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22 Oct 2019 05:11 #148520 by thefabricator03
So what do you plan to use the machine for? Production or just a hobby?

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22 Oct 2019 05:17 #148521 by machinedude
something that make me money hopefully :) this is a plan to have a shop set up at home for retirement. i have a ways to go before i'm at that point but i am sure it will be here before i know it at the same time :)

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22 Oct 2019 05:31 #148522 by thefabricator03
Job shop or do you have a product you want to make.

I could see some very accurate art work being cut out :)

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22 Oct 2019 05:42 - 22 Oct 2019 05:43 #148523 by machinedude
when i get done building i have a very good friend that is high up with a construction firm that does work all over the country. so seeing if i can get my foot in the door with this company is priority # 1 plan #2 would be to see if the local fab shops have a need to form work out and # 3 would be work on my own products to sell myself.

my friends employer would be a good bread and butter customer if i can get in with them. they do several million a year in business.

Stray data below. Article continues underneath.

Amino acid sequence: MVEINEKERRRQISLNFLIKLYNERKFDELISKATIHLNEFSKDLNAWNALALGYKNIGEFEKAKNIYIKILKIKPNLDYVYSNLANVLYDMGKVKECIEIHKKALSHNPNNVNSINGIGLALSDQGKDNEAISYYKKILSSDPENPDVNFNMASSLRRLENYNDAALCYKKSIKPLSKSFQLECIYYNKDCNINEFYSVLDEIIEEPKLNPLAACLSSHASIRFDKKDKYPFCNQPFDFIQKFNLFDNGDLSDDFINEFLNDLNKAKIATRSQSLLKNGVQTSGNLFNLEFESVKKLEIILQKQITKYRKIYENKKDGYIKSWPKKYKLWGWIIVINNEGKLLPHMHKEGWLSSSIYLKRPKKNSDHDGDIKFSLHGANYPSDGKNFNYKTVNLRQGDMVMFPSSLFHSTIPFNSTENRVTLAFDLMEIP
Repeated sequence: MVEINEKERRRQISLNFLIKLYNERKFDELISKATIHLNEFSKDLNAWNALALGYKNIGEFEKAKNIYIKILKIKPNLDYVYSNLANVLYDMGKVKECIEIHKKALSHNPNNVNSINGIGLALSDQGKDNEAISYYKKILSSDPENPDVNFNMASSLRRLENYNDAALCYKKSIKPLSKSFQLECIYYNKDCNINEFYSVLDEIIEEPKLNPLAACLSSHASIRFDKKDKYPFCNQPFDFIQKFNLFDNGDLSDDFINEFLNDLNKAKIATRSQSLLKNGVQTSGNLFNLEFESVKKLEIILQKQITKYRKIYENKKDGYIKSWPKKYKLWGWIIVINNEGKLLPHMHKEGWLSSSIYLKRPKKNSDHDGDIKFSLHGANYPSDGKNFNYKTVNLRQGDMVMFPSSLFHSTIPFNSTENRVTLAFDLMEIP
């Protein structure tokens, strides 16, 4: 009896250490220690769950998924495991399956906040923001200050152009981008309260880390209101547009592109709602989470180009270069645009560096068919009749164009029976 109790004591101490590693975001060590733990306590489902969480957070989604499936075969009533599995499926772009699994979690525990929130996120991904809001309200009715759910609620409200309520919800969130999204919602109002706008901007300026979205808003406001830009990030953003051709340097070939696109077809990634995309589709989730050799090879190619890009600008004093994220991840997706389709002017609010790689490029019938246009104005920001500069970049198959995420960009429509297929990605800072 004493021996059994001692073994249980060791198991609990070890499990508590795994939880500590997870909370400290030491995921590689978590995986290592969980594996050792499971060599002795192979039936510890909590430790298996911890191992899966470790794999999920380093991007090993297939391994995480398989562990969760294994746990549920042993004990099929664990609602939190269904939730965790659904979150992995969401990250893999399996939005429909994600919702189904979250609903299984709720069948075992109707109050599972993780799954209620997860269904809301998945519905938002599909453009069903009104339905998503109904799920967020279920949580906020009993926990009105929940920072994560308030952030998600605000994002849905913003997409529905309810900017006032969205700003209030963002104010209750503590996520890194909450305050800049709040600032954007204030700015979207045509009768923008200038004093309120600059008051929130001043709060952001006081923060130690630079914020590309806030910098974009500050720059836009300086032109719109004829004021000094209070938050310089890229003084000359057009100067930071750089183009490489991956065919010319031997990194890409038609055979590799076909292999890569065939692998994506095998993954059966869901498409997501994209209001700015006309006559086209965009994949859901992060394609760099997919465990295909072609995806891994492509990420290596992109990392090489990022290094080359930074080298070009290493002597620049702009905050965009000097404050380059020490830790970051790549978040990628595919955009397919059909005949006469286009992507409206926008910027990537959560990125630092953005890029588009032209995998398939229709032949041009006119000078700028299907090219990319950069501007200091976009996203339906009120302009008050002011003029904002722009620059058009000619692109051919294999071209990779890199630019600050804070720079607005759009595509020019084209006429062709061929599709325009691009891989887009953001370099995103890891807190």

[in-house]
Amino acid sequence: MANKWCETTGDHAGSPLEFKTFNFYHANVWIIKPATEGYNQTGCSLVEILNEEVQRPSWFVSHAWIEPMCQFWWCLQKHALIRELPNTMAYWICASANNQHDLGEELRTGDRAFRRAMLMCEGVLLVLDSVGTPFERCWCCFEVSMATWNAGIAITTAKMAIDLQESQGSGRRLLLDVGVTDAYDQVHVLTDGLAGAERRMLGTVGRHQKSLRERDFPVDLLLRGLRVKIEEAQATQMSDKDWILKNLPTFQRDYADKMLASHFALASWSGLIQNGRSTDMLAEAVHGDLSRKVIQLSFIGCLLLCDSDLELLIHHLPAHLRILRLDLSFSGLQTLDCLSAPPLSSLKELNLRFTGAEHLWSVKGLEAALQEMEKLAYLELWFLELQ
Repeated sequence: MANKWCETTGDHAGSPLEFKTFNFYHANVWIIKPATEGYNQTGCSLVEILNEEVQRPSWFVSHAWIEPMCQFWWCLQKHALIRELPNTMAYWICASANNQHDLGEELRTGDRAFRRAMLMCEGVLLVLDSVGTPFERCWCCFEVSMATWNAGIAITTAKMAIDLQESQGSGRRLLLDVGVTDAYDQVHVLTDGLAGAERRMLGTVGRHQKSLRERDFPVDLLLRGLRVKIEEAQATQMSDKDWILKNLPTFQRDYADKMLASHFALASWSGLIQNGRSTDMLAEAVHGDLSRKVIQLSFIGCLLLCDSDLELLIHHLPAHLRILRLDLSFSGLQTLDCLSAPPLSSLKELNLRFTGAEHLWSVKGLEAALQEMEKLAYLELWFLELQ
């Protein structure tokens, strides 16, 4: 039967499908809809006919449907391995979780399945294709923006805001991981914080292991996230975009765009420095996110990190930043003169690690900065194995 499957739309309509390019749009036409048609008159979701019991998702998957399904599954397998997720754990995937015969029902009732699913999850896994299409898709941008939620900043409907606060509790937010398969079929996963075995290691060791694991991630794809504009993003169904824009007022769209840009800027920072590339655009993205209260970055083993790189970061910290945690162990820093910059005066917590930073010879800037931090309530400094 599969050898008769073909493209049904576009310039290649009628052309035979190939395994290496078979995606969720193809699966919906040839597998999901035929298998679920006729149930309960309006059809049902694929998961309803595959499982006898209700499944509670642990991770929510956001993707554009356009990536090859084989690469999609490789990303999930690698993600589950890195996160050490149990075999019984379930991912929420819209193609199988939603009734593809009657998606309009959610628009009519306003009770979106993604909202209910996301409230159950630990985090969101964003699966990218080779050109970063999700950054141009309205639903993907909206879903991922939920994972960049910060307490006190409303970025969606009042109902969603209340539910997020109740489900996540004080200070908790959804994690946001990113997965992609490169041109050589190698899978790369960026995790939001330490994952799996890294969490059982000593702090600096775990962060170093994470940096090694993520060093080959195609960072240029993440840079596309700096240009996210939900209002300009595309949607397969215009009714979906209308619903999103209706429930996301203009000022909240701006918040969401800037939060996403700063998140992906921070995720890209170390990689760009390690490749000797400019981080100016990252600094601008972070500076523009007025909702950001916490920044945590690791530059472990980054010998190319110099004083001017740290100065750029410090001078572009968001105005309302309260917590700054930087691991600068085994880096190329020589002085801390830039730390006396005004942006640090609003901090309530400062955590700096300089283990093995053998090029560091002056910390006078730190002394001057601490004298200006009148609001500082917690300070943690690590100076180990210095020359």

i have an artistic side but seems like everyone and their brother does that sort of work so not sure how profitable it would be? commercial contracts seems like a better way at steady income?
Last edit: 22 Oct 2019 05:43 by machinedude.

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22 Oct 2019 06:05 #148525 by thefabricator03
Making your own product would be the ideal thing to do it you had a market for it.

Commercial work can be a race to the bottom depending on the customer. If you can get in to a decent company you would be set.

We were spending around $40,000 a year outsourcing our plasma cutting and we were only getting base plates and cross brace cleats cut.

It can be profitable if you get the right client.
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22 Oct 2019 06:22 #148526 by machinedude
being at home you get limited on the power supply end of things. 1 - 50 amp breaker is a large portion of the supply for your home. one reason a multi function machine is attractive to me.

this is why i am going through the trouble to make a machine base that is as accurate as possible. +/- .003 is over kill on plasma but if you are working on sheet work that requires +/- .005 a milling head on the universal table is needed. a sure fire way to not get a job is to not have the equipment to make it in the first place.

usually the bigger the parts being made means the more money you can get for making them. not everyone can do large or really long parts.

i see a lot of people trying to cut aluminum on a router and wondering why they trash the spindle bearings. it's more about having the right kind of spindle bearings in the spindle and having a machine heavy enough to absorb most of the vibrations that go with those cutting forces. even HP on the spindle is not as critical as you would think. a Bridgeport mill has 1 to 2 HP motors on the spindle but they can cut 1/4 of an inch depth of cut in aluminum or better.

why because they weigh about 2,220 pounds and the spindle is designed to take that kind of cutting force.